Then we drove through the vast vineyards up to the Château du Rully for a wine-tasting and lunch. With limited space and a tour by Antonin Rodet, the owner of the château, this part of the excursion cost an additional $160. Mr. Rodet took us through each room of the 12th-century fortress, telling us about his ancestors. It felt as if we were in someone’s home even though the château had the air of a museum.
Take a trekking pole, ‘just in case’
The next morning, after waking up alongside the idyllic town of Tain L’ Hermitage, I decided to take a “let’s go” excursion — a hike through the town’s terraced vineyards. The crew offered me a trekking pole, which I initially declined as I assumed this would be an easy trek designed for the older passengers. But when I saw our group in their hiking gear, armed with their double poles, I opted to take one just in case.
We started off at a steady pace, strolling through villages and admiring the view. But when it was time to climb the steep vineyard of Cave de Tain, I struggled to keep up. The sun was blazing and I stopped several times. Then, leaning on my pole, I continued on. By the time I reached the top, the rest of the group had already started the wine tasting.
I felt even more unfit as we bumped into the Sullivan family on the way down. They had decided to do their own hike, a rigorous climb through steeper terrain with no sticks.
“It was great to have the freedom to do our own thing at our own pace,” said Maggie Sullivan, 28, a digital marketing manager at Coty, a cosmetics company. It was her idea to take the big family trip, but when her father relayed the travel adviser’s cruise suggestion, she was hesitant. “I was a bit worried I would feel stuck,” she said. “But,” she added, “I don’t think I would see all the places we have been to if it wasn’t for something like this.”
That night the ship docked at the tiny walled village of Viviers, and the Sullivan siblings and others were excited to get off the ship, as we had been in transit on the previous evenings.
After dinner several of us, including some crew members, ventured out to a riverside bar where locals were line dancing. We joined in, but struggled to keep up. We laughed at ourselves and others laughed at us and it was the perfect dose of spontaneous fun that wasn’t on the itinerary.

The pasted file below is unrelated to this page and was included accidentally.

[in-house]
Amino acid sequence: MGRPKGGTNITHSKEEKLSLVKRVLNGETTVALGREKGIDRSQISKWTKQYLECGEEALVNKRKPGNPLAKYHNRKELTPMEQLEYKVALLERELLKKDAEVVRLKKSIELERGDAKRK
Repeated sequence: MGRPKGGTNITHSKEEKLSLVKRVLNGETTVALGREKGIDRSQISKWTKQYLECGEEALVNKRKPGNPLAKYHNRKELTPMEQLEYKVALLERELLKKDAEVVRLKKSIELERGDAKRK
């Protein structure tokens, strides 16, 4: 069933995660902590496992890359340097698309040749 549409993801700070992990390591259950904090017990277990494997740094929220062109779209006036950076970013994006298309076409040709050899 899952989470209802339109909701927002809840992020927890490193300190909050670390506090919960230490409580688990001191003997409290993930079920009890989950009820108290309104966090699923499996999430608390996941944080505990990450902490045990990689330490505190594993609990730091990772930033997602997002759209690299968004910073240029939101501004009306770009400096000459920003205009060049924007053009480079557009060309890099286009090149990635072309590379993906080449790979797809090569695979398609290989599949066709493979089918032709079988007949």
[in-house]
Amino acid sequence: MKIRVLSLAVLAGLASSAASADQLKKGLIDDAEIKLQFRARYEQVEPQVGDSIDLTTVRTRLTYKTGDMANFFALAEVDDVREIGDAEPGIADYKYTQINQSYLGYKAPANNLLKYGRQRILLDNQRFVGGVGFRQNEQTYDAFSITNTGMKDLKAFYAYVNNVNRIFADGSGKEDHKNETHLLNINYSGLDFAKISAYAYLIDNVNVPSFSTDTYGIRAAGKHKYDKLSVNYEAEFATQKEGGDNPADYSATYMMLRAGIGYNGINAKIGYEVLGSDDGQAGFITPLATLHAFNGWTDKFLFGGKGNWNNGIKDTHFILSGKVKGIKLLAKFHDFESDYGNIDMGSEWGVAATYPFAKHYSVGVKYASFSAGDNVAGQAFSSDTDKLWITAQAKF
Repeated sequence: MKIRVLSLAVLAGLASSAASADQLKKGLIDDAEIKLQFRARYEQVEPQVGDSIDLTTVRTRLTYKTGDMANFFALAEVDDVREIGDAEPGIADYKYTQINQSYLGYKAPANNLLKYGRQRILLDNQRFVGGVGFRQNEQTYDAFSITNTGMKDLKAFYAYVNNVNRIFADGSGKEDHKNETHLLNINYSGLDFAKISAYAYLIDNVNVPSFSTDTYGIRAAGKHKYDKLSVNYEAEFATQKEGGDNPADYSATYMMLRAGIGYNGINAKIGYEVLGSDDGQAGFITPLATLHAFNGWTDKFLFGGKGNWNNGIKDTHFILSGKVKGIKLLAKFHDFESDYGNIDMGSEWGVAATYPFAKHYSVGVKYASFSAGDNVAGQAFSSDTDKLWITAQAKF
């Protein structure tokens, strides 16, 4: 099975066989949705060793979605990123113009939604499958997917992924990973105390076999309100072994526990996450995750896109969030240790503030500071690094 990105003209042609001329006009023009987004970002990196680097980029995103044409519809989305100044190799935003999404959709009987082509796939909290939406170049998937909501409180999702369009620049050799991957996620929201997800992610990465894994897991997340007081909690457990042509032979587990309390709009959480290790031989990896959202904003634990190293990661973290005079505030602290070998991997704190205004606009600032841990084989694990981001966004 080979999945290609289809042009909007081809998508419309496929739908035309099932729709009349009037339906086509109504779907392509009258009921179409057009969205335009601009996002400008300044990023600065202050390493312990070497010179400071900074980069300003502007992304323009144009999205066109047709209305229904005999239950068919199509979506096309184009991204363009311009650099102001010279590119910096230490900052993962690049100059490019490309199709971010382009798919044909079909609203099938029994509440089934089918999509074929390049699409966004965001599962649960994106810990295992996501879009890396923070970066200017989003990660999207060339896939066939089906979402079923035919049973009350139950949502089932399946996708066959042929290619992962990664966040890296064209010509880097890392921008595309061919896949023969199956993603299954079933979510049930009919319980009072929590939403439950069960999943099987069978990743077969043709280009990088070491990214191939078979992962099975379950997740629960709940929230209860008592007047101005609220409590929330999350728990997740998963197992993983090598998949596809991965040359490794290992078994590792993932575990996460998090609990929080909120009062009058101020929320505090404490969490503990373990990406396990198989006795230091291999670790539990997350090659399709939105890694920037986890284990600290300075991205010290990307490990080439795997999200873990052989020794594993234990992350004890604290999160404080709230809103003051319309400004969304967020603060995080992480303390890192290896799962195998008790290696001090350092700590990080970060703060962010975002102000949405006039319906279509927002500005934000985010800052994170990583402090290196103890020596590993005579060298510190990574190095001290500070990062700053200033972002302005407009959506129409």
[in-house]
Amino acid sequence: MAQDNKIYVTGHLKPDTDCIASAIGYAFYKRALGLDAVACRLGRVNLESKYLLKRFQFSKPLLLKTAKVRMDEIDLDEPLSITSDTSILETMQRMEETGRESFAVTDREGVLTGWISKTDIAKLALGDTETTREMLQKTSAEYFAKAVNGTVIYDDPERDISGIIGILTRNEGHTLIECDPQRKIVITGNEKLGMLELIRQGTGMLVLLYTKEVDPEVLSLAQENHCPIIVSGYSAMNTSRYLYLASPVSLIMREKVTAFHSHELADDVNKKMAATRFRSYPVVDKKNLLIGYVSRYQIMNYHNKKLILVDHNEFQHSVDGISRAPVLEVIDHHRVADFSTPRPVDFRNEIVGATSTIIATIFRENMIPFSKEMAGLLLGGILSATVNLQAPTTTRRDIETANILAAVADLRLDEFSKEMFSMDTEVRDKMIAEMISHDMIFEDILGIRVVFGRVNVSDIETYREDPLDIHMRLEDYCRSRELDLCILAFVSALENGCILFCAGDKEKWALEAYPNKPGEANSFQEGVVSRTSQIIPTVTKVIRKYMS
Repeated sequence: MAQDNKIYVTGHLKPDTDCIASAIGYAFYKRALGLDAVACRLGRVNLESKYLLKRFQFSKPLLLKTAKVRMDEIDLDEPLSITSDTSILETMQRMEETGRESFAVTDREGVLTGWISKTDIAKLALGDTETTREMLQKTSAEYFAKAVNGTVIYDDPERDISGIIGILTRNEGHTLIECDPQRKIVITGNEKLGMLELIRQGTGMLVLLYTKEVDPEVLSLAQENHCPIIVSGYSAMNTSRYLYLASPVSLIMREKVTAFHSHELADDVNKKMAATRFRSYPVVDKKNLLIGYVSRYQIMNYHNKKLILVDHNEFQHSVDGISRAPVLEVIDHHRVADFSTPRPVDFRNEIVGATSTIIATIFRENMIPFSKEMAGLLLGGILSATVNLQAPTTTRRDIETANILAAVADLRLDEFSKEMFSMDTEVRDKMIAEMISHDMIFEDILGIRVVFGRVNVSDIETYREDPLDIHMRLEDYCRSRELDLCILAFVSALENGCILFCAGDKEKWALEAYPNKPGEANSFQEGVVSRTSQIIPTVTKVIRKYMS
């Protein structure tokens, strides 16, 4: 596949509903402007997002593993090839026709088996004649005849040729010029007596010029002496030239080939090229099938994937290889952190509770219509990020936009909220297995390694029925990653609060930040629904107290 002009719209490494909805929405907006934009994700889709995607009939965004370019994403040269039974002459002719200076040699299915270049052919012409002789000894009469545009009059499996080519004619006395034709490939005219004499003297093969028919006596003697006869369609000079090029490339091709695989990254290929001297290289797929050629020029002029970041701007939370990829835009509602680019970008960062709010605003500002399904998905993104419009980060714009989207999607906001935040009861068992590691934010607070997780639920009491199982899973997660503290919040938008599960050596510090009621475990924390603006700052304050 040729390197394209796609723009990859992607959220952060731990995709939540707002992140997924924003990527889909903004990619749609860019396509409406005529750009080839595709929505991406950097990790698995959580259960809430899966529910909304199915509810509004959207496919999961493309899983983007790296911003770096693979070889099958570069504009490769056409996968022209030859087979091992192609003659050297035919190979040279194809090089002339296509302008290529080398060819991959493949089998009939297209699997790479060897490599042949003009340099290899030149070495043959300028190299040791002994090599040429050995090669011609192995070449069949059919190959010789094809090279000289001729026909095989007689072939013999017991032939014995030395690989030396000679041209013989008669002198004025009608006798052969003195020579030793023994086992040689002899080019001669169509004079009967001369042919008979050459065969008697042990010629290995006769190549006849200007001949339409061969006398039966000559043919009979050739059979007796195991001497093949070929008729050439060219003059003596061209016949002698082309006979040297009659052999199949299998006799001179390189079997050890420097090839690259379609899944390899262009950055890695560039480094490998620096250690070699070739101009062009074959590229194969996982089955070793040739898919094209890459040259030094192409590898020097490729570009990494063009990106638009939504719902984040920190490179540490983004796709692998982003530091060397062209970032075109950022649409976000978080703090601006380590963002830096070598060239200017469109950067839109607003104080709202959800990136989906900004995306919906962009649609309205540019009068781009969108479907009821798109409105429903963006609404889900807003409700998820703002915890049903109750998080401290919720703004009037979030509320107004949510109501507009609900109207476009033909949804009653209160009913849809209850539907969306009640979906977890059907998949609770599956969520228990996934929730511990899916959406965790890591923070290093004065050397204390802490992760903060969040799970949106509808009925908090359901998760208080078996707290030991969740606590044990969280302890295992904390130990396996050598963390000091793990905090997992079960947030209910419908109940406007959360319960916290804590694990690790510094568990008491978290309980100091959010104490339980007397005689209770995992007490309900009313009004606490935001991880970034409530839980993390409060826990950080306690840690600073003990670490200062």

Reaching out to younger travelers
Since the pandemic, Uniworld has attracted younger passengers through promotional all-inclusive rates and mystery cruises, where the itinerary is not revealed until the sailings. There has also been an increase in solo travelers drawn to the line’s wellness and outdoor activities.
Gillian Tegg, 58, a school principal from Sydney, was on her second solo Uniworld cruise in Burgundy. She made good use of the indoor pool and morning yoga classes, while still finding the energy to participate in two hikes, a kayaking trip and other excursions.
“These cruises have it all, you couldn’t plan it all if you tried,” Ms. Tegg said. “When we got to Avignon, it was so hot that when we went kayaking, we all jumped in the water and I think we saw almost all of Avignon there, including children, goats and horses.”
Uniworld is also seeing more young professionals who don’t want to deal with the hassle of travel planning, said Ellen Bettridge, Uniworld’s chief executive, noting that the average weekly cruise is $5,500. “But you have all your food, drink, excursions, transfers and gratuities included. There are very few hotels you could go to for a week and not spend that much.”
Another appeal for younger travelers is the focus on sustainability, Ms. Bettridge said. All of Uniworld’s ships are equipped for shore power and it is used whenever a port offers the facility. (In terms of fuel, the company must follow the rules of the country it is sailing in. In France, for instance, the ships use a biofuel that is mandatory by law.) Cabins, she said, are free of single-use plastic, and the ships have a food-waste reduction system that aims to reduce 50 percent of food waste by 2025.
Looking back on my four days on the Rhone, how would I, a 30-something, first-time river cruiser, sum up the experience? Could there have been more opportunity to, say, sample local food, instead of eating just about every meal on the boat? That was one of my complaints, actually: As much as I loved the food onboard, I would have appreciated a few evening port stops to try some restaurants.
Did I miss the sometimes arduous, but often educational, aspects of travel as I succumbed to all the scheduling and the kind of luxury that might keep one from really getting to know a place? In fact, after seeing all the travel chaos and overcrowded sights in Europe in recent summers, I was grateful for the comforts of our ship and the smooth flow of our itinerary.
One thing I did learn: Never underestimate the energy of someone decades older than you.
That lesson was demonstrated the night the crew organized a 1970s-themed dance party in the lounge after dinner. I was sitting at a table with the Sullivans, and as we watched the older guests filter into the dining room in bright costumes from another era, the younger members of the Sullivan family wondered aloud whether they would be able to dance after a long day of touring, eating and drinking. The ever-attentive crew brought the siblings a round of Jägermeister shots to give them a boost and then, together with their 86-year-old grandmother, they were the first on the dance floor.